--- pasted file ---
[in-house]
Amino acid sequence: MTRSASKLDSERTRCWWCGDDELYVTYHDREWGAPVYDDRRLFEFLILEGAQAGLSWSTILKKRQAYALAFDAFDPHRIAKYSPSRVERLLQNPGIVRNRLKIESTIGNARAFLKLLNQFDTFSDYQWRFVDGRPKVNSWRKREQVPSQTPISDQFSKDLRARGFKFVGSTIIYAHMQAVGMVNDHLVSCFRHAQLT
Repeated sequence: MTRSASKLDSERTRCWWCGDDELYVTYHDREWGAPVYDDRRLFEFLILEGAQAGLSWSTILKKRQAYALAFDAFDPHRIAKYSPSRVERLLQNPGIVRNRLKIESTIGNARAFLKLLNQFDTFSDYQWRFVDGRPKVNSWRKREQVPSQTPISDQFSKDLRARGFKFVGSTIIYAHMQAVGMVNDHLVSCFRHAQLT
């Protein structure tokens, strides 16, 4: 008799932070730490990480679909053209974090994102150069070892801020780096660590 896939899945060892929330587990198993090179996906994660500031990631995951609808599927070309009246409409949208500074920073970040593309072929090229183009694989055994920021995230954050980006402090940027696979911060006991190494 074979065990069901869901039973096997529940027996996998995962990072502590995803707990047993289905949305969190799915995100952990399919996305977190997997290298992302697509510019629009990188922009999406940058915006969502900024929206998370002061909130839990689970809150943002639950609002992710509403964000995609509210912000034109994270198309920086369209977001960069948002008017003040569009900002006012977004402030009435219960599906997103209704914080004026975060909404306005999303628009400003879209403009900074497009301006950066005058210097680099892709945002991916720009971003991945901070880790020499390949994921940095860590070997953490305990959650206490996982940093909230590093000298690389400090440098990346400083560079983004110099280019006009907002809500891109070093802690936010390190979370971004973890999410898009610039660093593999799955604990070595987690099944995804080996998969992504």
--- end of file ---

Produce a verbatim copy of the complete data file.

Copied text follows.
[in-house]
Amino acid sequence: MTRSASKLDSERTRCWWCGDDELYVTYHDREWGAPVYDDRRLFEFLILEGAQAGLSWSTILKKRQAYALAFDAFDPHRIAKYSPSRVERLLQNPGIVRNRLKIESTIGNARAFLKLLNQFDTFSDYQWRFVDGRPKVNSWRKREQVPSQTPISDQFSKDLRARGFKFVGSTIIYAHMQAVGMVNDHLVSCFRHAQLT
Repeated sequence: MTRSASKLDSERTRCWWCGDDELYVTYHDREWGAPVYDDRRLFEFLILEGAQAGLSWSTILKKRQAYALAFDAFDPHRIAKYSPSRVERLLQNPGIVRNRLKIESTIGNARAFLKLLNQFDTFSDYQWRFVDGRPKVNSWRKREQVPSQTPISDQFSKDLRARGFKFVGSTIIYAHMQAVGMVNDHLVSCFRHAQLT
């Protein structure tokens, strides 16, 4: 008799932070730490990480679909053209974090994102150069070892801020780096660590 896939899945060892929330587990198993090179996906994660500031990631995951609808599927070309009246409409949208500074920073970040593309072929090229183009694989055994920021995230954050980006402090940027696979911060006991190494 074979065990069901869901039973096997529940027996996998995962990072502590995803707990047993289905949305969190799915995100952990399919996305977190997997290298992302697509510019629009990188922009999406940058915006969502900024929206998370002061909130839990689970809150943002639950609002992710509403964000995609509210912000034109994270198309920086369209977001960069948002008017003040569009900002006012977004402030009435219960599906997103209704914080004026975060909404306005999303628009400003879209403009900074497009301006950066005058210097680099892709945002991916720009971003991945901070880790020499390949994921940095860590070997953490305990959650206490996982940093909230590093000298690389400090440098990346400083560079983004110099280019006009907002809500891109070093802690936010390190979370971004973890999410898009610039660093593999799955604990070595987690099944995804080996998969992504």